I was invited to speak at the try! Swift Tokyo conference about Swift on Android. Since I’m something like only 1 of 4 people in the world who know anything about this, I eventually got asked.
The talk went extremely well. Even though it was by far the longest talk of the conference (slotted for 45 minutes instead of the usual 20), attendees told me it went by fast. It also provoked a lot of strong responses such as “unforgettable” and “intense”.
Swift on Android covers a lot of ground including:
- The Android NDK
- C++ issues
- Dependency issues
- The Android SDK & Java JNI
- Build systems / CMake
- Cross-platform app development & libraries
- SDL (games)
- Nuklear (non-native GUI)
- IUP (native GUI)
- Blurrr SDK
- Carlos Icaza tribute / Dance of the Fairies
I also used this opportunity to introduce Blurrr SDK, which is what I’ve been working on to make cross-platform Swift development a reality. And this is the reason why I know about this topic.
And I used this opportunity to remember my friend, mentor, and former co-founder, Carlos Icaza, who unexpectedly passed away this summer. He was known as @CodingInSwift with over 18,000 Twitter followers. So with over 700 Swift developers attending try! Swift and probably not aware of why his channel went silent, this was the moment I needed to do this. My speech ends with my Dance of the Fairies “demo” tribute, obviously made with Blurrr.
But you can watch the full presentation for yourself. Thanks to the good people at Realm, they have hosted the video and provided captioning.
(Note: Realm invented the tagline/subtitle on their page. It is not in the talk.)
You can also download a PDF copy of my slides here.
I am eternally grateful to Natasha the Robot (of try! Swift) for making this happen. This was my first time to Japan, and it was an incredible experience for me.
On the last day of the conference (Hackathon day), I taught a workshop, Introduction to cross-platform 2D Game Programming with SDL. (Blurrr provided the infrastructure to get everybody building real projects in a matter of minutes.)
I was very nervous about teaching the workshop. I worked up to the wire for both the Swift on Android talk and writing Dance of the Fairies. (I was a bit paranoid about things going wrong, so I prepared backup plans for everything in my talk, including a pre-recorded video they could play in case I got hit by a bus or something. I think I was the only speaker who did that.) So I continued frantically working on the lesson plan and code examples on my flight over.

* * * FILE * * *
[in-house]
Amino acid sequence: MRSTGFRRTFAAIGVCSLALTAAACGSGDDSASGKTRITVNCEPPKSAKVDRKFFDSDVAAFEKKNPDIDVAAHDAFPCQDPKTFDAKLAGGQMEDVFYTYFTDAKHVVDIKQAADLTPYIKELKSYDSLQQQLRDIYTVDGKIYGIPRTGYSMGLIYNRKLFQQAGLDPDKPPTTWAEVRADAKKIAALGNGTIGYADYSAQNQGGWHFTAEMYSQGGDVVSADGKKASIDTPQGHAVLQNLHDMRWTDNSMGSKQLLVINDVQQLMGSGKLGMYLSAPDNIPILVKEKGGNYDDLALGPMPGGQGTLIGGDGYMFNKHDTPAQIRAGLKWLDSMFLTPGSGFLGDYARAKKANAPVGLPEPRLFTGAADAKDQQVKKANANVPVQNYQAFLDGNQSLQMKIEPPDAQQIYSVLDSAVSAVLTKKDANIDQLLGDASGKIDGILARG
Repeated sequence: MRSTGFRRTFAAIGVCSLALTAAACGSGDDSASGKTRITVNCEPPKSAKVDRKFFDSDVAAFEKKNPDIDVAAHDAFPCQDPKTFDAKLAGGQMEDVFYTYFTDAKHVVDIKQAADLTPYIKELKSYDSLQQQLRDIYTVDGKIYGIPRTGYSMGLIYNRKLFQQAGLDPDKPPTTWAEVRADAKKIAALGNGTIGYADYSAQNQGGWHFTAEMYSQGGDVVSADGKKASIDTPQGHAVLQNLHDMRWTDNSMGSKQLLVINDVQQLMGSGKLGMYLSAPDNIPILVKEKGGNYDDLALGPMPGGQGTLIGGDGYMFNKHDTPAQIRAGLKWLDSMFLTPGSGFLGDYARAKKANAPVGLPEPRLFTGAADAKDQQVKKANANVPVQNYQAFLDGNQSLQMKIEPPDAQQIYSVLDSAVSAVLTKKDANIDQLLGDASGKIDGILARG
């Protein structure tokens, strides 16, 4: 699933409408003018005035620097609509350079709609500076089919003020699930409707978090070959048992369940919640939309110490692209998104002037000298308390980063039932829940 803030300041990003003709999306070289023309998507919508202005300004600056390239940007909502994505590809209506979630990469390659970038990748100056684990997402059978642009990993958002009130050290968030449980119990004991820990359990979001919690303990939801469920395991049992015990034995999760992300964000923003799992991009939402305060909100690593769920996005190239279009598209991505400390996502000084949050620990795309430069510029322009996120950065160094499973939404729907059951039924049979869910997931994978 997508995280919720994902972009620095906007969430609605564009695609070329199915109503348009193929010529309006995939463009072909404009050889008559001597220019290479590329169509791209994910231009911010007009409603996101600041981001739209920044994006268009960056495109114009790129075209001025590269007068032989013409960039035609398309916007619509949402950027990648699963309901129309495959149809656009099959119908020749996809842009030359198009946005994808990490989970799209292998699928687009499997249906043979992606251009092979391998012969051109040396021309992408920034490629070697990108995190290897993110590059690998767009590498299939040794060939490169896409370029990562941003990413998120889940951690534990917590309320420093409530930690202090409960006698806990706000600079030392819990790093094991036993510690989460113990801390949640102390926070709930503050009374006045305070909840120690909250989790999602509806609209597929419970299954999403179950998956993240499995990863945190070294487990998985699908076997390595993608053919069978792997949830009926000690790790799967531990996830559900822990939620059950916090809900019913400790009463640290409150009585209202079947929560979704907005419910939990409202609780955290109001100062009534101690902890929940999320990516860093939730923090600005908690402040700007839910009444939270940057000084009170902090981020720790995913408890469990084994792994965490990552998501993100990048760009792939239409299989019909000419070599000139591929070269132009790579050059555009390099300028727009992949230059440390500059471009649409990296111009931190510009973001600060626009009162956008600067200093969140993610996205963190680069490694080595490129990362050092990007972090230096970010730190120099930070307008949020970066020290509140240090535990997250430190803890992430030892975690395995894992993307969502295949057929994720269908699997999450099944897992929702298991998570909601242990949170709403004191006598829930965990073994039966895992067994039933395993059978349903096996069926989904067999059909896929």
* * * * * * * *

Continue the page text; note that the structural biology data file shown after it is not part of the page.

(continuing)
Final lesson (shaders with SDL_gpu and GLSL: ripple effect)
But I had fantastic students and we all had a lot of fun.
The last image cracks me up. I ship a high quality Flappy Bird clone implementation with the SDK as example code. They quickly hacked it to use the try! Swift Tokyo mascot, Riko, and made the pipes fat to match.
A big thank you to all my wonderful students for making this such a great experience!
Other Related Talks
I was preparing for this talk for quite a few months. So there are other talks that may be of interest.
First, I had to implement all those native backends for IUP you saw in the talk. Because I’m serious about this work, I made a video presentation for the IUP community proposing how the iOS and Android backends will work.
IUP (Portable User Interface) for Android & iOS
Next, I presented two talks at the Lua Workshop 2016 in San Francisco.
My other talk is “The History & Design of LuaCocoa”. Since this is a Swift-related entry, some of you may find this interesting since LuaCocoa dives deep into the Objective-C runtime. LuaCocoa also has a lot of personal connections for me because I wrote the bulk of it while my mother was dying from GIST Cancer.